Between Allah & Jesus, Part 2

See how the story unfolds between a Christian and a Muslim as they debate Jesus and Muhammad; the Bible and the Qu'ran; and theology and religion, in part two of this book excerpt from "Between Allah and Jesus" by Peter Kreeft.

BY: Peter Kreeft

 

Continued from page 2



“No, I meant the power of your book, not its teachings. Your book, your Bible, was once very powerful in your culture, was it not? It was once much more like the Qur’an in that way. Your old King James Bible: everyone read it and loved it and knew it and believed it and memorized it and preached from it and recited it. It had power over your souls and over your culture. It used to sing in your souls. And now it no longer sings. Because now you have twenty different new sissy translations that sound like interoffice business memos, all dull and f lat and ugly and weak, and you have lost its power over your souls.”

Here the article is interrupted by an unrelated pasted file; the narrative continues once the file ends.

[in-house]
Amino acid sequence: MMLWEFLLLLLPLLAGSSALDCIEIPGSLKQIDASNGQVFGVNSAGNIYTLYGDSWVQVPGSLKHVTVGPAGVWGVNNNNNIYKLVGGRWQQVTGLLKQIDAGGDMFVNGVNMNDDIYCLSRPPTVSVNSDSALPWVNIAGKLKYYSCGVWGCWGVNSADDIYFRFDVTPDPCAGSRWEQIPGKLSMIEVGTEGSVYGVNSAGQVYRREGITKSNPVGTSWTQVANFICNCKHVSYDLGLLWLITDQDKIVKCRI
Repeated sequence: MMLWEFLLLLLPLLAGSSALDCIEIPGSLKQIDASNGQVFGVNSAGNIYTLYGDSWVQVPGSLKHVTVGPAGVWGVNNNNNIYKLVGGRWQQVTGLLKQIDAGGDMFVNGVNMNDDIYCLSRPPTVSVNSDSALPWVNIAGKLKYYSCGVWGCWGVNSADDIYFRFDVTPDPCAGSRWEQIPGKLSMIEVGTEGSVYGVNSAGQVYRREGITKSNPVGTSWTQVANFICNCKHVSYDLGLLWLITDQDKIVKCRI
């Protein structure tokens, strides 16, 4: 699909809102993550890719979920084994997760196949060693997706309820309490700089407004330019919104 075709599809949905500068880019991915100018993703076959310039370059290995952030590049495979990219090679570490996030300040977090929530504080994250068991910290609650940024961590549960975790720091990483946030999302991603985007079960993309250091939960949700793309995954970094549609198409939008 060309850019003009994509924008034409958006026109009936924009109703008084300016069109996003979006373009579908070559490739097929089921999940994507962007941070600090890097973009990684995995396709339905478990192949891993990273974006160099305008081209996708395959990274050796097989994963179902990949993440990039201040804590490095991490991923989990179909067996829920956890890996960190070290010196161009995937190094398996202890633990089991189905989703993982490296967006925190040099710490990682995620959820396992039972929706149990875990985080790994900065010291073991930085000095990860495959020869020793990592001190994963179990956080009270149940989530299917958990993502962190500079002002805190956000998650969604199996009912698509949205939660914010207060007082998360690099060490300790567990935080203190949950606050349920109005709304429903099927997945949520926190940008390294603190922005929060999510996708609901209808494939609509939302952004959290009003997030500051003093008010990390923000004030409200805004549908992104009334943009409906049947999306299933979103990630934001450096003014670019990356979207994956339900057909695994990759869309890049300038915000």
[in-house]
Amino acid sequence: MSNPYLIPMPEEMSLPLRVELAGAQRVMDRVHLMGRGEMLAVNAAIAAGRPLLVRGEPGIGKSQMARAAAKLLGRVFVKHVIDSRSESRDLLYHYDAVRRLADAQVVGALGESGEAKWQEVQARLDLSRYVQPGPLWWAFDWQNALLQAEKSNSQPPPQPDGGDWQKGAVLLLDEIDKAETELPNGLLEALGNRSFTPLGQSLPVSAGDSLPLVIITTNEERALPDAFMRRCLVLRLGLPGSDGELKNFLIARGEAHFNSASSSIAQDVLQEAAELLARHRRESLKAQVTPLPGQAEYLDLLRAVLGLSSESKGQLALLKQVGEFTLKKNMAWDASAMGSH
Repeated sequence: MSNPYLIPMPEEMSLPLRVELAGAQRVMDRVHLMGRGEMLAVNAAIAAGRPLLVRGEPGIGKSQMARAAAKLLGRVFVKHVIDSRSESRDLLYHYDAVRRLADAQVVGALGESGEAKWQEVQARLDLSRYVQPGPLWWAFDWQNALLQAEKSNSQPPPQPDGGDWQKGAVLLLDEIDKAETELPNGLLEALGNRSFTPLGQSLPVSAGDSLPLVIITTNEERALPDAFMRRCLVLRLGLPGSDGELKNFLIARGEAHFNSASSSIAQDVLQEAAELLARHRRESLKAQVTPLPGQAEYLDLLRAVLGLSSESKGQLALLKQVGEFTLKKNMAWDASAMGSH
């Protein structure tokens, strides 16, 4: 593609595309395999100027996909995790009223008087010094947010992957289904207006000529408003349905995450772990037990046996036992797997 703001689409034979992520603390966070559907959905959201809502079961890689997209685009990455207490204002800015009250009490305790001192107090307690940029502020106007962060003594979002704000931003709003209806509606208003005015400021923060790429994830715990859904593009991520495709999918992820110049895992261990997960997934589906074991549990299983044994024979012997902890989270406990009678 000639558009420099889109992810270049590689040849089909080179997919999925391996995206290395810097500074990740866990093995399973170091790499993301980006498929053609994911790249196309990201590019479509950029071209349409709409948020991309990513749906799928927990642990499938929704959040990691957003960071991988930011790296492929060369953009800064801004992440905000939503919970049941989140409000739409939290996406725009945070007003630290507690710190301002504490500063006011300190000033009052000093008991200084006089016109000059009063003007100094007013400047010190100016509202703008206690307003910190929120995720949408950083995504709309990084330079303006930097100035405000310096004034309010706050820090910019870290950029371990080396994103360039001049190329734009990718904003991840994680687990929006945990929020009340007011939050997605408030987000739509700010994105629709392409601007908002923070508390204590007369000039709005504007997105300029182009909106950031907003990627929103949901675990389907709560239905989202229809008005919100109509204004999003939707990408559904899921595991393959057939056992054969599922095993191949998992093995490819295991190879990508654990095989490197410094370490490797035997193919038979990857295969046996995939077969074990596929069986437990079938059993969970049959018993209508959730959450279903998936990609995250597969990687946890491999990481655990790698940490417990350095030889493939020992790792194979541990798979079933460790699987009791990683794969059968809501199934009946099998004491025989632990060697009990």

Though Evan listened to this tirade with an uncomprehending frown, Fr. Heerema listened intently and sympathetically, and replied, “ ‘Isa, I think you are right there. I think we may need you Muslims to remind us of the power of our own written Word.”



Evan had to go to another class, so ‘Isa and Fr. Heerema continued their conversation over lunch. ‘Isa tried his quid pro quo argument on him.



“You understand why we Muslims can’t accept your claim for Jesus to be more than a prophet. Can you explain to me why you Christians can’t accept our claim for Muhammad to be a prophet?”



“I will make a deal with you, ‘Isa. I will try to explain why we are skeptical of your claim about Muhammad if you will tell me why you are skeptical of our claim about Jesus.”



‘Isa accepted the deal. “That’s easy. The Qur’an says: ‘How should he have a son when he had no consort?’ It is blasphemous to think of God having a consort, God coming down to make a woman pregnant. That’s what the false, corrupt gods of the pagans did. The Qur’an calls this idea not only false but ‘monstrous falsehood, at which the very heavens might crack, the earth break asunder, and the mountains crumble to dust.’ ”